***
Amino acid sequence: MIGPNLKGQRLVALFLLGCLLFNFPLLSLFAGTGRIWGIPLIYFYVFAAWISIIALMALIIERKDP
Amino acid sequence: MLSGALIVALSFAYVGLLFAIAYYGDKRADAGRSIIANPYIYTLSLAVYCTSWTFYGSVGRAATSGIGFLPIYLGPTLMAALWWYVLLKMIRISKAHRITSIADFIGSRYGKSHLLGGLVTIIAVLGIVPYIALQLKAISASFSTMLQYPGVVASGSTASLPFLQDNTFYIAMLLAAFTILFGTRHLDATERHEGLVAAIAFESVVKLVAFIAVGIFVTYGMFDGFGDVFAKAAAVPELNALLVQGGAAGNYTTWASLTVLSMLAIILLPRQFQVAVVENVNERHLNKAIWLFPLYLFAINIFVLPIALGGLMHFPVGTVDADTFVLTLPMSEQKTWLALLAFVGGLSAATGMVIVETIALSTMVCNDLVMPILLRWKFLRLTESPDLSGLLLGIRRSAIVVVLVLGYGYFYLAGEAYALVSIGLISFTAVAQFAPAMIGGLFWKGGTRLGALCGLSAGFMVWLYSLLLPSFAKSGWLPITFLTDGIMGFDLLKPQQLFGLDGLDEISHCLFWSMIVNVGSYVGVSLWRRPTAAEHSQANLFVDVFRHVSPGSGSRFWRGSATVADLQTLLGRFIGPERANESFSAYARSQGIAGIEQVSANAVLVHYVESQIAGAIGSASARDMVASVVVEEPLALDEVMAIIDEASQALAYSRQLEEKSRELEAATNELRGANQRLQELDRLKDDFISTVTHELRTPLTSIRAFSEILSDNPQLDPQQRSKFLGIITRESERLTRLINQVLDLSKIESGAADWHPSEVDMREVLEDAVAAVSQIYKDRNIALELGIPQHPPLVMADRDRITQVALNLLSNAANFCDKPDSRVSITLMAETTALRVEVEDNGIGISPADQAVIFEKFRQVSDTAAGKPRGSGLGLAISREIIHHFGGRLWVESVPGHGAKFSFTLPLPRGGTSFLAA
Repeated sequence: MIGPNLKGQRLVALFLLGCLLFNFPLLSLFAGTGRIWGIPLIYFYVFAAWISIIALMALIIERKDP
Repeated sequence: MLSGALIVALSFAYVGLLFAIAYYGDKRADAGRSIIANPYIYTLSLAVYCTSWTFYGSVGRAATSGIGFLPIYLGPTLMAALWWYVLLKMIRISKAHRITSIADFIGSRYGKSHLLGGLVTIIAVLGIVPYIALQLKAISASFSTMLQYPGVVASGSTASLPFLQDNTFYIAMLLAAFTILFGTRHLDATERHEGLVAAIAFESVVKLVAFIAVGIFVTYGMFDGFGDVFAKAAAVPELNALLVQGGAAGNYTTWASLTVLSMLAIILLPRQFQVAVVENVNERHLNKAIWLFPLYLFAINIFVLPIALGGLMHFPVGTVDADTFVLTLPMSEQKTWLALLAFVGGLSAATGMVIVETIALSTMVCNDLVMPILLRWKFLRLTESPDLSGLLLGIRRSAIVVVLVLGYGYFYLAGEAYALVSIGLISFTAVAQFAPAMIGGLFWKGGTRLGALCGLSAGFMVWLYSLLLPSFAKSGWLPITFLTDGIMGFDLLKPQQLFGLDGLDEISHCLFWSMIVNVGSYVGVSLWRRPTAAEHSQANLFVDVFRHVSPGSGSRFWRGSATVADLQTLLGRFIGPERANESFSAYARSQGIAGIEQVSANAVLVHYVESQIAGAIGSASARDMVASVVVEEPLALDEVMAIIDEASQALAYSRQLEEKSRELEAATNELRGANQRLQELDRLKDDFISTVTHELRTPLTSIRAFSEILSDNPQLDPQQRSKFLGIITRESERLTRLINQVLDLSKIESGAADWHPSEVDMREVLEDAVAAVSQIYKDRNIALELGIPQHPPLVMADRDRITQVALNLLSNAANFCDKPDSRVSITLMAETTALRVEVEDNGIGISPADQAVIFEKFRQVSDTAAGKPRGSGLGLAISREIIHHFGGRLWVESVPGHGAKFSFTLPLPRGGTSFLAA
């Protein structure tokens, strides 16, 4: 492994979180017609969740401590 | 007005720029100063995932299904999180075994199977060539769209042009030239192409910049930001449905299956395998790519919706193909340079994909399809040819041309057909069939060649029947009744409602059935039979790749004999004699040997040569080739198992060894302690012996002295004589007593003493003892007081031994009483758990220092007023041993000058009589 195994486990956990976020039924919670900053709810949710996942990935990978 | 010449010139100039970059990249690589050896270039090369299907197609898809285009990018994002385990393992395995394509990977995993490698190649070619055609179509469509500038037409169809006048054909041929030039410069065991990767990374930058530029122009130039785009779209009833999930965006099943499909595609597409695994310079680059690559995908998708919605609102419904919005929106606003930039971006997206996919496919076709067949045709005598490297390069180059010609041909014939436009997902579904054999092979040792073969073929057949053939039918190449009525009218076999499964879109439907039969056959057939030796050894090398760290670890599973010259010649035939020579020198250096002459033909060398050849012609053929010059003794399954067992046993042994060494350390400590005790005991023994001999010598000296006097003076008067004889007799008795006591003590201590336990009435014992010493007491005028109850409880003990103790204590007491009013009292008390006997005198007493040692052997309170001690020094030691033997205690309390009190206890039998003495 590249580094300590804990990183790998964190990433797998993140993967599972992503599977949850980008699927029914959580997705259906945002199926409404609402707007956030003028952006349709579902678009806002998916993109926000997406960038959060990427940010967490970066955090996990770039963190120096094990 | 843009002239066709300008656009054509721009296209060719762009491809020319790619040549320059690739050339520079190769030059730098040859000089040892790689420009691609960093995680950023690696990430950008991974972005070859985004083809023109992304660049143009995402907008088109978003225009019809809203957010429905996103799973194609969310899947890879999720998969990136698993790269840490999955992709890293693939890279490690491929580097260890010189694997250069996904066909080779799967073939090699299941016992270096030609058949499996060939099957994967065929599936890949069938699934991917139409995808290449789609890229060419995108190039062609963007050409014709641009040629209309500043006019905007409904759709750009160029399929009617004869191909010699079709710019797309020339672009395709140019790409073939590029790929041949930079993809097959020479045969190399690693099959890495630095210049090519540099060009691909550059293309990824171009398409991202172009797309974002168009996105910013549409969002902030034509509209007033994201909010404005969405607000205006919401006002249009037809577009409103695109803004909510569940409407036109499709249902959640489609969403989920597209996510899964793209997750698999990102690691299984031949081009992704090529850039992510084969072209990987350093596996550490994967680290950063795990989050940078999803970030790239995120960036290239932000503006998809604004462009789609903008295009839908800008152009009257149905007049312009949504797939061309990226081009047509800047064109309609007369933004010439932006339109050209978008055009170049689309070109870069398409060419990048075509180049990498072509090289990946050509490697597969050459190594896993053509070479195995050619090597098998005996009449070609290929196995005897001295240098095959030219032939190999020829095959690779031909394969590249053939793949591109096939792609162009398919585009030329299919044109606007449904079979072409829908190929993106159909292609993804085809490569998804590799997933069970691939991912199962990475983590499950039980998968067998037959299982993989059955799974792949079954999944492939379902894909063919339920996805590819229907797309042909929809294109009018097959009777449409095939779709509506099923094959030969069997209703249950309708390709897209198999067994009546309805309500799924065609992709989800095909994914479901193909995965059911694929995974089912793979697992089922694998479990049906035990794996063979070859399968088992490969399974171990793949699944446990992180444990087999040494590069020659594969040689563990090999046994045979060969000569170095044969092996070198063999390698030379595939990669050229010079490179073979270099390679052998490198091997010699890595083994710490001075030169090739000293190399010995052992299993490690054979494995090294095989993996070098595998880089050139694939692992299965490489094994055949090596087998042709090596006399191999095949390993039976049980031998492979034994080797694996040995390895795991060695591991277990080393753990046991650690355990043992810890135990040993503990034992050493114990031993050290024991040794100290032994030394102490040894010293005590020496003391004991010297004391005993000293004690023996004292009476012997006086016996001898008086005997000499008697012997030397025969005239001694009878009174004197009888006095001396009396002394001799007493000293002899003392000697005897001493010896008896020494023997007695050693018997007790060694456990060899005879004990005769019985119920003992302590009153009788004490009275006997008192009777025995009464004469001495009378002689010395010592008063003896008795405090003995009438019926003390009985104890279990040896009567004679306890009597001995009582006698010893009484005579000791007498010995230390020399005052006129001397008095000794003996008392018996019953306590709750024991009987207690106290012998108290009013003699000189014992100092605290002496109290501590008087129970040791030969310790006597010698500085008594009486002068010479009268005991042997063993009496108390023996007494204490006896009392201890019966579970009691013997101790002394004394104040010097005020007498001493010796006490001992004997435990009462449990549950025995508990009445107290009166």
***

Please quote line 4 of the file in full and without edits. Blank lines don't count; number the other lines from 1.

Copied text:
Repeated sequence: MLSGALIVALSFAYVGLLFAIAYYGDKRADAGRSIIANPYIYTLSLAVYCTSWTFYGSVGRAATSGIGFLPIYLGPTLMAALWWYVLLKMIRISKAHRITSIADFIGSRYGKSHLLGGLVTIIAVLGIVPYIALQLKAISASFSTMLQYPGVVASGSTASLPFLQDNTFYIAMLLAAFTILFGTRHLDATERHEGLVAAIAFESVVKLVAFIAVGIFVTYGMFDGFGDVFAKAAAVPELNALLVQGGAAGNYTTWASLTVLSMLAIILLPRQFQVAVVENVNERHLNKAIWLFPLYLFAINIFVLPIALGGLMHFPVGTVDADTFVLTLPMSEQKTWLALLAFVGGLSAATGMVIVETIALSTMVCNDLVMPILLRWKFLRLTESPDLSGLLLGIRRSAIVVVLVLGYGYFYLAGEAYALVSIGLISFTAVAQFAPAMIGGLFWKGGTRLGALCGLSAGFMVWLYSLLLPSFAKSGWLPITFLTDGIMGFDLLKPQQLFGLDGLDEISHCLFWSMIVNVGSYVGVSLWRRPTAAEHSQANLFVDVFRHVSPGSGSRFWRGSATVADLQTLLGRFIGPERANESFSAYARSQGIAGIEQVSANAVLVHYVESQIAGAIGSASARDMVASVVVEEPLALDEVMAIIDEASQALAYSRQLEEKSRELEAATNELRGANQRLQELDRLKDDFISTVTHELRTPLTSIRAFSEILSDNPQLDPQQRSKFLGIITRESERLTRLINQVLDLSKIESGAADWHPSEVDMREVLEDAVAAVSQIYKDRNIALELGIPQHPPLVMADRDRITQVALNLLSNAANFCDKPDSRVSITLMAETTALRVEVEDNGIGISPADQAVIFEKFRQVSDTAAGKPRGSGLGLAISREIIHHFGGRLWVESVPGHGAKFSFTLPLPRGGTSFLAA